Girl Against the Universe – Paula Stokes – HarperTeen – Published 17 May 2016
Maguire is bad luck.
No matter how many charms she buys off the internet or good luck rituals she performs each morning, horrible things happen when Maguire is around. Like that time the rollercoaster jumped off its tracks. Or the time the house next door caught on fire. Or that time her brother, father, and uncle were all killed in a car crash—and Maguire walked away with barely a scratch.
It’s safest for Maguire to hide out in her room, where she can cause less damage and avoid meeting new people who she could hurt. But then she meets Jordy, an aspiring tennis star. Jordy is confident, talented, and lucky, and he’s convinced he can help Maguire break her unlucky streak. Maguire knows that the best thing she can do for Jordy is to stay away. But it turns out staying away is harder than she thought.
From author Paula Stokes comes a funny and poignant novel about accepting the past, embracing the future, and learning to make your own luck.
I thought this would be light and fluffy, about a girl whose bad luck involves paper cuts and missing the bus. But Maguire doesn’t dare go near any sort of public transport and tries to avoid people altogether after a series of severe accidents that have killed her family and injured her friends, leaving her without a scratch. This book is more about mental health than little incidents, yet still retains a sense of playfulness. It’s a romance, sports book and serious contemporary all rolled into one.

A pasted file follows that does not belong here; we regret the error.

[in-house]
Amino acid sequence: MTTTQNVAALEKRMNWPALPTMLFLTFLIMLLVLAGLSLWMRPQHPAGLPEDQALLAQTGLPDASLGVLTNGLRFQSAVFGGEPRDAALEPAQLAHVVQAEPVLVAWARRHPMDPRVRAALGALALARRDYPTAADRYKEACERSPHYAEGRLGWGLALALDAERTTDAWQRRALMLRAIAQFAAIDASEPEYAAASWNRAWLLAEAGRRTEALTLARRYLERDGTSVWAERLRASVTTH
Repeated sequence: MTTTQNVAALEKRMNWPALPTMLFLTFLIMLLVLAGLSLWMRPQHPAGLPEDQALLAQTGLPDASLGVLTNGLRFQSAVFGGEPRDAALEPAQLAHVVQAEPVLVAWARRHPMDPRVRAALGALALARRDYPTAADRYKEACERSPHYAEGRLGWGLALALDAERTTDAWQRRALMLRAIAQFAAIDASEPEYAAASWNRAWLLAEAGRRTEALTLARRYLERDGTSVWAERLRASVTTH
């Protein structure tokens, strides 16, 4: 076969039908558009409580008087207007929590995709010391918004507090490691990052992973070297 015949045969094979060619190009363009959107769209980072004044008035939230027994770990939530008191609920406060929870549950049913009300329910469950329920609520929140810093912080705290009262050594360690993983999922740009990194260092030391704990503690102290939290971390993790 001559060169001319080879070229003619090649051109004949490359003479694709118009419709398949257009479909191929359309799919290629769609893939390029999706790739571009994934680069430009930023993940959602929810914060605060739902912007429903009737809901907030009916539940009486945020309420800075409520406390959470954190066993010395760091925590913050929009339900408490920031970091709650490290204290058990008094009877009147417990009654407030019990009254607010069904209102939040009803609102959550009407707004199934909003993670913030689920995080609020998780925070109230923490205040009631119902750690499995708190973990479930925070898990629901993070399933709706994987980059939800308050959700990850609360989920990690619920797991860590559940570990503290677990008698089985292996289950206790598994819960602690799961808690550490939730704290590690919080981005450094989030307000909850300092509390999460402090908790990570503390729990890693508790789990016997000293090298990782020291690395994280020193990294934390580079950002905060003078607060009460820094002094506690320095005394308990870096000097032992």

Maguire’s grief over the family she has lost and the rituals she uses to keep the people around her safe dominate her life. The book starts with Maguire in her first therapy session and a large portion of the book focuses on her setting tasks to overcome the belief that she is cursed and the reason so many bad things happen around her. It’s after each therapy session that she meets the guy waiting to go next. He forges a connection with her even when Maguire constantly rebuffs him. But she can’t deny being drawn to Jordy, who is balancing his own set of troubles but always has time for Maguire.
This was a fun book despite the numerous darker issues it discusses. I really liked the way Maguire’s concerns were handled and the way her therapy is so integral to the story. It’s a frank approach to mental health and therapy, and a really positive one at that. Tennis played a large role in the book, much more of a focus than I expected, but it brings a nice balance to the story and widens its appeal. Maguire makes some really supportive friends, family is highly valued and the romance is fun (and plenty swoony). I will have no trouble recommending this book.
The publishers provided a complimentary copy of this book in exchange for an honest review.
Category: Young adult fiction.
Themes: Mental health, superstitions, luck, family, grief, therapy, romance, tennis, sport, friendship.
Reading age guide: Ages 13 and up.
Advisory: Infrequent coarse language, s***.
Published: 17 May 2016 by HarperTeen
Format: Hardcover, ebook. 400 pages.
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